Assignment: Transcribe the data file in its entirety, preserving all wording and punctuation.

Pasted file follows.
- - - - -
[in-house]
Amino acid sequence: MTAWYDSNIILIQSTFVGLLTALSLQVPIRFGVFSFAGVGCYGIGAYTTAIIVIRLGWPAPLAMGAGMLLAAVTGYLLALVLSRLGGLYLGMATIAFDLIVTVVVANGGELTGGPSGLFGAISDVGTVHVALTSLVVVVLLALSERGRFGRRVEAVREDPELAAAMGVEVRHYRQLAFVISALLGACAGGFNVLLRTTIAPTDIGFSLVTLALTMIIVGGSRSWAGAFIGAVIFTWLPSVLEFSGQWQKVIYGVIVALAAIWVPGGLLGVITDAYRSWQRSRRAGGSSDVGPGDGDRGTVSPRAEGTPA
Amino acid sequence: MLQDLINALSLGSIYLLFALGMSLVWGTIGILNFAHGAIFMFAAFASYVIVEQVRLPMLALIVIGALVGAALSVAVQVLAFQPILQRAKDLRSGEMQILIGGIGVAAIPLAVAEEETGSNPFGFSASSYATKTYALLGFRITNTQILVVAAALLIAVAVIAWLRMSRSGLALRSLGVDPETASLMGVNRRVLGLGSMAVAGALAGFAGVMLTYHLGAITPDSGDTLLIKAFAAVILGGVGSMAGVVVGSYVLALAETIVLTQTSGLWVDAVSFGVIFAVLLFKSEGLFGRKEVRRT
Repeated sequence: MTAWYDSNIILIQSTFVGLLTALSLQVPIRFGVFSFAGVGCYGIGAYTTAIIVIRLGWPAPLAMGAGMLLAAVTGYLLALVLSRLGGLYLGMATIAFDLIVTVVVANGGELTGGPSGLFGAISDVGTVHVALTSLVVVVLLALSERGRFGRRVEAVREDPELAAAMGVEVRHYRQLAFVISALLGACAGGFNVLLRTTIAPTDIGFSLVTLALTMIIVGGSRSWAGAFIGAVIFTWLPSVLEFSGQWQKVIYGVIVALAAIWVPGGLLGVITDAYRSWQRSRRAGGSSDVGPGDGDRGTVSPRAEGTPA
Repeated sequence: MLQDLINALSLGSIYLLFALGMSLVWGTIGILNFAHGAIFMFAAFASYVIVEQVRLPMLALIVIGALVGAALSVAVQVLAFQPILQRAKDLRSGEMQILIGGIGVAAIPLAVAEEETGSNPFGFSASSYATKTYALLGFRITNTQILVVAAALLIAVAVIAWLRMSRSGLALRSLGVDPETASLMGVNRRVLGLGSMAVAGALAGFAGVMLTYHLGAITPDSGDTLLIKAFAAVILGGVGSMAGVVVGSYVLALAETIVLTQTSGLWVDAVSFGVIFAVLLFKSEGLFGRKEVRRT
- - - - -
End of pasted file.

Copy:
[in-house]
Amino acid sequence: MTAWYDSNIILIQSTFVGLLTALSLQVPIRFGVFSFAGVGCYGIGAYTTAIIVIRLGWPAPLAMGAGMLLAAVTGYLLALVLSRLGGLYLGMATIAFDLIVTVVVANGGELTGGPSGLFGAISDVGTVHVALTSLVVVVLLALSERGRFGRRVEAVREDPELAAAMGVEVRHYRQLAFVISALLGACAGGFNVLLRTTIAPTDIGFSLVTLALTMIIVGGSRSWAGAFIGAVIFTWLPSVLEFSGQWQKVIYGVIVALAAIWVPGGLLGVITDAYRSWQRSRRAGGSSDVGPGDGDRGTVSPRAEGTPA
Amino acid sequence: MLQDLINALSLGSIYLLFALGMSLVWGTIGILNFAHGAIFMFAAFASYVIVEQVRLPMLALIVIGALVGAALSVAVQVLAFQPILQRAKDLRSGEMQILIGGIGVAAIPLAVAEEETGSNPFGFSASSYATKTYALLGFRITNTQILVVAAALLIAVAVIAWLRMSRSGLALRSLGVDPETASLMGVNRRVLGLGSMAVAGALAGFAGVMLTYHLGAITPDSGDTLLIKAFAAVILGGVGSMAGVVVGSYVLALAETIVLTQTSGLWVDAVSFGVIFAVLLFKSEGLFGRKEVRRT
Repeated sequence: MTAWYDSNIILIQSTFVGLLTALSLQVPIRFGVFSFAGVGCYGIGAYTTAIIVIRLGWPAPLAMGAGMLLAAVTGYLLALVLSRLGGLYLGMATIAFDLIVTVVVANGGELTGGPSGLFGAISDVGTVHVALTSLVVVVLLALSERGRFGRRVEAVREDPELAAAMGVEVRHYRQLAFVISALLGACAGGFNVLLRTTIAPTDIGFSLVTLALTMIIVGGSRSWAGAFIGAVIFTWLPSVLEFSGQWQKVIYGVIVALAAIWVPGGLLGVITDAYRSWQRSRRAGGSSDVGPGDGDRGTVSPRAEGTPA
Repeated sequence: MLQDLINALSLGSIYLLFALGMSLVWGTIGILNFAHGAIFMFAAFASYVIVEQVRLPMLALIVIGALVGAALSVAVQVLAFQPILQRAKDLRSGEMQILIGGIGVAAIPLAVAEEETGSNPFGFSASSYATKTYALLGFRITNTQILVVAAALLIAVAVIAWLRMSRSGLALRSLGVDPETASLMGVNRRVLGLGSMAVAGALAGFAGVMLTYHLGAITPDSGDTLLIKAFAAVILGGVGSMAGVVVGSYVLALAETIVLTQTSGLWVDAVSFGVIFAVLLFKSEGLFGRKEVRRT